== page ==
I had just arrived the day before in Alaska to teach piano for 2 weeks at the Fairbanks Summer Arts Festival. Fairbanks is a moderately-sized town in the middle of Alaska, and there is a buffer of at least several hundred miles outside of town in every direction before you come to another population center. (That’s one reason why people come to Alaska – the wilderness is vast!)
Realizing that I needed to withdraw some cash from an ATM, and not wanting to pay an extra fee, I pulled my borrowed car into a parking lot, took out my phone, and asked Siri where the nearest branch of my bank was located. The first news was good – Siri announced “This is what I’ve found” and showed me my bank’s website on the screen.
But when I clicked on the directions, it said:
Travel Time: 2 days and 15 hours
Whoa!!! 24 + 24 + 15 = 63 hours???!!!
I quickly chuckled and realized that Fairbanks, Alaska didn’t have any branches of my bank, and Siri was showing me one hundreds if not thousands of miles away – in Washington state. I’d have to drive all the way through Canada to make a withdrawal!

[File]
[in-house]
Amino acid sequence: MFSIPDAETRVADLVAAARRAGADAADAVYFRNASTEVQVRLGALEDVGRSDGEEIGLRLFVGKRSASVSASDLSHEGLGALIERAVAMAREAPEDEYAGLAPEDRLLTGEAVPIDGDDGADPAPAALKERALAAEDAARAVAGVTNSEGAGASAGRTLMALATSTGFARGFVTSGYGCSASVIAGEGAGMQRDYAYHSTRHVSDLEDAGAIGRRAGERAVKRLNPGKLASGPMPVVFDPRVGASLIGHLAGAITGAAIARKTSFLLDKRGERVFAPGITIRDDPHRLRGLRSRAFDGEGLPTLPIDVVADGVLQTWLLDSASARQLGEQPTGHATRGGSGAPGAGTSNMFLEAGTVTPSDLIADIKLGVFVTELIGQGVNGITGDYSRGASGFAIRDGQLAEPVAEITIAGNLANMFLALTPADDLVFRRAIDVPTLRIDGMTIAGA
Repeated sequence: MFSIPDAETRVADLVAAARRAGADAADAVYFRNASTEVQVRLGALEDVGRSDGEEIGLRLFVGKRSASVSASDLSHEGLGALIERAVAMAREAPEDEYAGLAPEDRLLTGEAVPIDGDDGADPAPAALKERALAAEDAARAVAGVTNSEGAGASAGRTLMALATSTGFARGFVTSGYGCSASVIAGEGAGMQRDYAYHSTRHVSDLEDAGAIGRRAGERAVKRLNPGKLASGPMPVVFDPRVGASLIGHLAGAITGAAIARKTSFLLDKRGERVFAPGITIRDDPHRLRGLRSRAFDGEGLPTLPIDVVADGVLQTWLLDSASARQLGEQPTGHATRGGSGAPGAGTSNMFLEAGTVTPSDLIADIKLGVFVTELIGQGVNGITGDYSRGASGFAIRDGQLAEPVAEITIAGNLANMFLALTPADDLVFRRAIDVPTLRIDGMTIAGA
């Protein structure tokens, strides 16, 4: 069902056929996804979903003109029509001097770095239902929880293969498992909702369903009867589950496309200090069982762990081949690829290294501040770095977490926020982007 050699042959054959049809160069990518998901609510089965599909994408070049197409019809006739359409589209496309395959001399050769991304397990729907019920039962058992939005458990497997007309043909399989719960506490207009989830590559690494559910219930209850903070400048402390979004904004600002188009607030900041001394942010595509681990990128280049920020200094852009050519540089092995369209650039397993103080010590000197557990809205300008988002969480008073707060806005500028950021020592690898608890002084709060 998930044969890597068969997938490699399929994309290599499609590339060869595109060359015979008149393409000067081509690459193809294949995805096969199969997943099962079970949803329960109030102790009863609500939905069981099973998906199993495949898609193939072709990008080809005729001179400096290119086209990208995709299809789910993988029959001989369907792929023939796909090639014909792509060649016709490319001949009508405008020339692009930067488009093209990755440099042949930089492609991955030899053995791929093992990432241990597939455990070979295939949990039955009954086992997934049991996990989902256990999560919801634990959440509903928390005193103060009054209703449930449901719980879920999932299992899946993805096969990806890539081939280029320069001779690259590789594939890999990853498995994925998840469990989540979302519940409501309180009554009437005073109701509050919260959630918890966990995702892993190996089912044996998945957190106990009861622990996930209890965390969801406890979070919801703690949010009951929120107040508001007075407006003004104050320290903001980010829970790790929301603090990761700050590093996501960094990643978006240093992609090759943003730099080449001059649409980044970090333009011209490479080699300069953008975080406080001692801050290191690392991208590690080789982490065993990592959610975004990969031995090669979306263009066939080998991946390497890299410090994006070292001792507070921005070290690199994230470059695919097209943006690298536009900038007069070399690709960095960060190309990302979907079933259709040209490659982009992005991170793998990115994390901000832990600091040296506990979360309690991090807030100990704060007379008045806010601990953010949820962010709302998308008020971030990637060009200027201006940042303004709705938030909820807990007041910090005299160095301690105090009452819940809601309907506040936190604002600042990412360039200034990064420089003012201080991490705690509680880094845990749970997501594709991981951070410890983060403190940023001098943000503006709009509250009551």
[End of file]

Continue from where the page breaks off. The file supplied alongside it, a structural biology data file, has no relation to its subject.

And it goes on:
Well, obviously, none of us is going to drive for 63 hours to save a few dollars in bank fees. But when it comes to learning a piece of music, 63 hours isn’t so long. For some pieces, it’s actually a bargain!
Yes, it might take 63 hours to become able to solo easily on John Coltrane’s “Countdown.” (Coltrane himself reportedly spent a year practicing his “Coltrane changes” before bringing them to his group.)
Yes, it might take 63 hours to learn a lively ragtime piece well enough to play it at a good speed.
And yes, it might take 63 hours to develop the hand independence to improvise over a progressive rock bass line.
In the case of my encounter with Siri, the time spent wouldn’t have justified the result. But with music, the journey is so much fun that we don’t mind the time spent practicing.
Even if the Travel Time is 2 days and 15 hours!
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